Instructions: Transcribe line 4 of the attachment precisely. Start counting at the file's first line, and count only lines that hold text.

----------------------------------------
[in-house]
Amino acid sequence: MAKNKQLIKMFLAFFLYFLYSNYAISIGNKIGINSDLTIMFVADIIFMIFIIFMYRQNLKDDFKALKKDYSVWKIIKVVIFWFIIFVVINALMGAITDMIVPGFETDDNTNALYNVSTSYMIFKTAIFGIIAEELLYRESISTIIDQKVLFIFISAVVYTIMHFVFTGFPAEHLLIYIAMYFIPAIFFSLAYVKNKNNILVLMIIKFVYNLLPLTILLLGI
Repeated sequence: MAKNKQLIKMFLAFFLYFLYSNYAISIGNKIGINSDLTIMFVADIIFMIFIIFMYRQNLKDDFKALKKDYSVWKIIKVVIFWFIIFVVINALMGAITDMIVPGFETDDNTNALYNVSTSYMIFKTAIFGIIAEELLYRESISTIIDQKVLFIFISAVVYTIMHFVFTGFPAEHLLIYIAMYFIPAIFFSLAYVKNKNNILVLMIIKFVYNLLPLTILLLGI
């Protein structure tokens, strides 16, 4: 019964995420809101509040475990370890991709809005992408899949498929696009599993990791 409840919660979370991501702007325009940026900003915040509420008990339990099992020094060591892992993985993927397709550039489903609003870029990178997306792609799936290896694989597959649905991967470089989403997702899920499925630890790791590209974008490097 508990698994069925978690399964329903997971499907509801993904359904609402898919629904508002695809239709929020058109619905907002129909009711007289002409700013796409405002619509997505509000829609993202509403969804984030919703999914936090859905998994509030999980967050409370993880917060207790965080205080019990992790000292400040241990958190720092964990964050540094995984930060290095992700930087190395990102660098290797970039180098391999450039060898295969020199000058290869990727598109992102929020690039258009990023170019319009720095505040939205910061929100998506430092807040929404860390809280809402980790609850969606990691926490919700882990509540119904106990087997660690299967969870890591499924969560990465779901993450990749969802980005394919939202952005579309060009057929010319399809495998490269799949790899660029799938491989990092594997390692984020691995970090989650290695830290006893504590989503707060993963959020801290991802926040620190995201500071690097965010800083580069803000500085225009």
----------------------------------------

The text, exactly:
């Protein structure tokens, strides 16, 4: 019964995420809101509040475990370890991709809005992408899949498929696009599993990791 409840919660979370991501702007325009940026900003915040509420008990339990099992020094060591892992993985993927397709550039489903609003870029990178997306792609799936290896694989597959649905991967470089989403997702899920499925630890790791590209974008490097 508990698994069925978690399964329903997971499907509801993904359904609402898919629904508002695809239709929020058109619905907002129909009711007289002409700013796409405002619509997505509000829609993202509403969804984030919703999914936090859905998994509030999980967050409370993880917060207790965080205080019990992790000292400040241990958190720092964990964050540094995984930060290095992700930087190395990102660098290797970039180098391999450039060898295969020199000058290869990727598109992102929020690039258009990023170019319009720095505040939205910061929100998506430092807040929404860390809280809402980790609850969606990691926490919700882990509540119904106990087997660690299967969870890591499924969560990465779901993450990749969802980005394919939202952005579309060009057929010319399809495998490269799949790899660029799938491989990092594997390692984020691995970090989650290695830290006893504590989503707060993963959020801290991802926040620190995201500071690097965010800083580069803000500085225009």